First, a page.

Threat of Patient Abandonment?
- 0Jan 10, '12 by bnikI am a LPN in Ohio. I am back in school and only 4 months from graduating for my RN. Anyway, I was very recently employed full time in a long-term care facility. I had requested to drop down to PRN and was denied by my manager. Since school has started and I'm already overwhelmed with my last semester, I decided to just quit. After turning this in to the manager, she states "you may want to look into it, but this could be considered abandonment and you could lose your license" Can I really be?? I didn't give the 2 weeks notice, but I wasn't on-duty (nor reporting for or leaving from a shift). The closest thing was that I was scheduled to work tonight - I turned in my resignation 7 hours before my shift... Unfortunately, I have looked online for a while now and can't find anything specific to the laws in Ohio about this... it seems like other states you needed to have accepted a patient load (either by written or verbal report) in order for a patient abandonment claim to be valid.
What do you all think?
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- 2Jan 10, '12 by ScottE,RNYeah, they like to say that, but no you can't be charged with patient abandonment. You need to #1 accept assignment and #2 then leave without handing the patients off to another nurse to be charge with patient abandonment. Yeah resigning 7 hours before you are scheduled to work is somewhat bad, but it doesn't constitute abandonment and doesn't fall within the jurisdiction of the Ohio Board of Nursing.
- 1Jan 10, '12 by GrnTeayou are correct. this "your license is at risk" thing is grossly overused, not just in this context but in many others.
our state nurses association publishes the lists of license revocations and conditions periodically. they are for (generally) having committed fraud, narcotics diversion, theft or other felony, appearing at work under the influence, and the like. "******* off the staffing coordinator" and "quitting on short notice" are not on the list.
- 2Jan 11, '12 by Asystole RNAs a professional registered nurse you really need to read you Nurse Practice Act (NPA), you state's board of nursing website, scope of practice, and your state's board of nursing advisory opinions....in full. If you had, I am sure you would have known the answer to this already.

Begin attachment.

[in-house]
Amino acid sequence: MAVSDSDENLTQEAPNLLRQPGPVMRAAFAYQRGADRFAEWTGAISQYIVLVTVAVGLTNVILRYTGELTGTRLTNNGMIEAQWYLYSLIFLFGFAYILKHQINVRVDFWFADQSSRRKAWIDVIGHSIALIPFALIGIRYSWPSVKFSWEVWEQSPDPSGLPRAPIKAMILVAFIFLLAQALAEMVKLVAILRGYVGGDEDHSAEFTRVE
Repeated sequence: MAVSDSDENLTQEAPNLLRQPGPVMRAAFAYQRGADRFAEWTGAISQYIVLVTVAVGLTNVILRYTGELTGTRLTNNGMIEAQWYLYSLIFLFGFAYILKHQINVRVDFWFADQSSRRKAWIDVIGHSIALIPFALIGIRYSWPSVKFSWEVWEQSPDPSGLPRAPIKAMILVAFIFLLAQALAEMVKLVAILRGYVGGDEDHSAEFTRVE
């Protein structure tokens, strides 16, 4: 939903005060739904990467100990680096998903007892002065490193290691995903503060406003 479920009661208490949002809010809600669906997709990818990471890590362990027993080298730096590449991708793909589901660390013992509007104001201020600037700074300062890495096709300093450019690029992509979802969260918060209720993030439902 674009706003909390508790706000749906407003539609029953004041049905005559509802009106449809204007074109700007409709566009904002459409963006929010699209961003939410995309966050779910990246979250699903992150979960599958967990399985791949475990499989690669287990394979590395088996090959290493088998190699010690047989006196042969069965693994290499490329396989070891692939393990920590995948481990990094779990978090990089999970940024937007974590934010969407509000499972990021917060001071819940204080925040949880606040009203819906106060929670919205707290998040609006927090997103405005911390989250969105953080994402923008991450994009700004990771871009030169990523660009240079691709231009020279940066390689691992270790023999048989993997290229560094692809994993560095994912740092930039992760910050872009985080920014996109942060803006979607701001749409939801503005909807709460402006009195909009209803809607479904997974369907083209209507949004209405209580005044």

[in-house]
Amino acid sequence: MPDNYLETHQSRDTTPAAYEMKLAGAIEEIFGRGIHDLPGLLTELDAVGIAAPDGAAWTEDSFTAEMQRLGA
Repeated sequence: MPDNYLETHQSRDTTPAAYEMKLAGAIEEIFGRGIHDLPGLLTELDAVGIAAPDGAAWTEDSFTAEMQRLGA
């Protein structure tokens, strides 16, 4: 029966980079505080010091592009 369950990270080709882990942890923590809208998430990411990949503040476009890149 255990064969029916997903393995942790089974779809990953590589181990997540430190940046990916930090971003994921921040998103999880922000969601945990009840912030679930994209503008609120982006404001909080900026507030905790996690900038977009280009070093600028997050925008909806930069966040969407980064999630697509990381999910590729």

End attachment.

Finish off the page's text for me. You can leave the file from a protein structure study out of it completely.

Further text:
For example, here is my state's advisory opinion on patient abandonment
Arizona State Board of Nursing
4747 North 7th Street, Suite 200 Phoenix,
Phone (602) 889-5150
Fax - (602) 889-5155
E-Mail: [email protected]
Home Page: http://www.azbn.gov N:\ADVISORY
ABANDONMENT OF PATIENTS
STATEMENT OF SCOPE
Registered Nurses (RN) and Licensed Practical Nurses (LPN) are required to provide reasonable notice to the supervisor for the continuity of patients care, rather than terminate the relationship without notification, which is defined as abandonment. The following requirements constitute patient abandonment:
I. GENERAL REQUIREMENTS
A. The nurse must have first ACCEPTED the patient assignment, thus establishing a nurse-patient relationship. Accepting a patient assignment varies from setting to setting and requires a clear understanding of workload and agreement to provide care, AND then
B. DISENGAGED the nurse-patient relationship without giving reasonable notice and report to the qualified person (supervisor, nurse, etc.) so that others can make arrangements for continuation of nursing care.
C. Examples of patient abandonment include, but are not limited to:
i. Leaving without giving the supervisor or qualified person adequate notice
ii. Leaving without giving report to a qualified person
iii. Accepting an assignment of patient care and then leaving the nursing unit or patient care setting without notifying the qualified person
D. Situations NOT considered to be patient abandonment, but are examples of employer- employee or contract issues of which the Board has no jurisdiction (salary, work conditions, hiring and termination policies):
1. No call/no show for work
2. Refusal to accept an assignment or a nurse-patient relationship
3. Refusal to work mandatory overtime
4. Refusal to work additional hours or shifts
5. Ending the employer-employee relationship without providing the employer with a period of time to obtain replacement staff for that specific position
6. Refusal to work in an unfamiliar, specialized, or "high tech" area when there has been no orientation, no educational preparation or employment experience
7. Resigning from a position and not fulfilling the remaining posted work schedule
8. Refusal to "float" to an unfamiliar unit to accept a full patient assignment
To provide the nursing community with guidelines to clarify those circumstances which may be characterized as patient-abandonment.
California Board of Nursing, (2009). Scope of Practice. Retrieved from www.rn.ca.gov/practice/rns/htm
Kentucky Board of Nursing. (2009). Scope of Practice. Retrieved from www.kbn.ky.gov/practice/aos.htm
Maryland Board of Nursing. (2009). Scope of Practice. Retrieved from http://www.mbon.org/main.php?v=norm&...ce/decregs.htl
Texas Board of Nursing. (2009). Scope of Practice. Retrieved from http://www.bne.state.tx.us/practice/...pe_of_Practice